6. The furnishings at a child care facility can vary, depending on the nature of the facility. Furnishings in an infant room will be different from those in a pre-kindergarten room or family child care home. Items such as tables and chairs, high chairs, cribs, cots and sleeping mats are all part of the furnishings. Activity areas in the classroom should be clearly defined and organized so that children have opportunities to learn through exploration and play. Be sure to ask: Do cribs meet current safety standards? What type of equipment is available and why is it arranged the way it is? How does the equipment help to develop the children’s learning capabilities?

Studies reveal that a high quality child care program helps children become more ready for school which increases their chances to succeed. Research also indicates that employers benefit when their employees' children are in quality child care arrangements. It is important that you choose a child care provider that will partner with you to provide what’s best for your family. It’s time to invest in quality from the start!

For more information about quality child care and education, visit the Wake County SmartStart Web site at www.wakesmartstart.org or call 919-851-9550 to learn more. An additional resource for families is the Child Care Services Association Child Care Resource and Referral program at www.childcareservices.org or call 919-779-2220.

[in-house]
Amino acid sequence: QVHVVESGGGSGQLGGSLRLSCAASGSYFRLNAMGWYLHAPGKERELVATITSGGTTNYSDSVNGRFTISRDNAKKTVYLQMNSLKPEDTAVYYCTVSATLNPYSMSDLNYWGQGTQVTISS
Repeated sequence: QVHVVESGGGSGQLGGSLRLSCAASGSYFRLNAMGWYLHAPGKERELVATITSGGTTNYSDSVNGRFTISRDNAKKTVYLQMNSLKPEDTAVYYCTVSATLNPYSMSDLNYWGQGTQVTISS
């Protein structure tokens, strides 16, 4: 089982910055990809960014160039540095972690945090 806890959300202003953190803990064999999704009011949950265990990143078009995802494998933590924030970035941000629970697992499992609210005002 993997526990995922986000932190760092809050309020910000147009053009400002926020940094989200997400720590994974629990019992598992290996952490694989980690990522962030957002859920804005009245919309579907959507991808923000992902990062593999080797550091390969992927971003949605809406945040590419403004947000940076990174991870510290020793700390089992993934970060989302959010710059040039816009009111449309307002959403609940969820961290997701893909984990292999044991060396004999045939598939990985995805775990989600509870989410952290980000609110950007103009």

5 Comments

This story is closed for comments. Comments on WRAL.com news stories are accepted and moderated between the hours of 8 a.m. and 8 p.m. Monday through Friday.

Oldest First
View all
  • YipesStripes Jan 10, 7:43 p.m.

    The points for #6/Furnishings sound geared more toward daycare, not your typical half-day preschools. I think it's extremely important to evaluate what your child needs from preschool. Do they need superior academics or is it more important for them to learn basic social skills and how to follow instructions from an adult in charge, stand in line, etc? Each child is different.

  • Starlight Lady Jan 10, 5:21 p.m.

    Pre school is important, but those stars=$$$ what if you can't spend $1500-$2000 dollars a month per child on daycare...

  • shall6 Jan 10, 1:35 p.m.

    Good points ... thank you!

    Sarah

  • Amomoftwo Jan 10, 8:10 a.m.

    Lilypony, that's a great point about the lack of stars! The star rating reflects how that particular preschool was performing on one certain day in a three year period. I would suggest parents visit multiple times before placing their child in any program. Experienced teachers without a college degree don't rate as high on the scales as a new college graduate with zero experience with children.....which is a concern of mine.

  • lilypony Jan 9, 10:46 p.m.

    Don't forget that there are tons of high quality preschools that are not part of the rating system. Half day programs which provide care for no more than 4 hours per day don't fall under those requirements for the star ratings. Nearly all church and independent morning preschool programs won't have a star rating yet still provide excellent care and education.

    In those cases you want to use the same care and diligence that you use in seeking a full-day program. You just need to be aware that lack of stars in these situations has nothing to do with quality.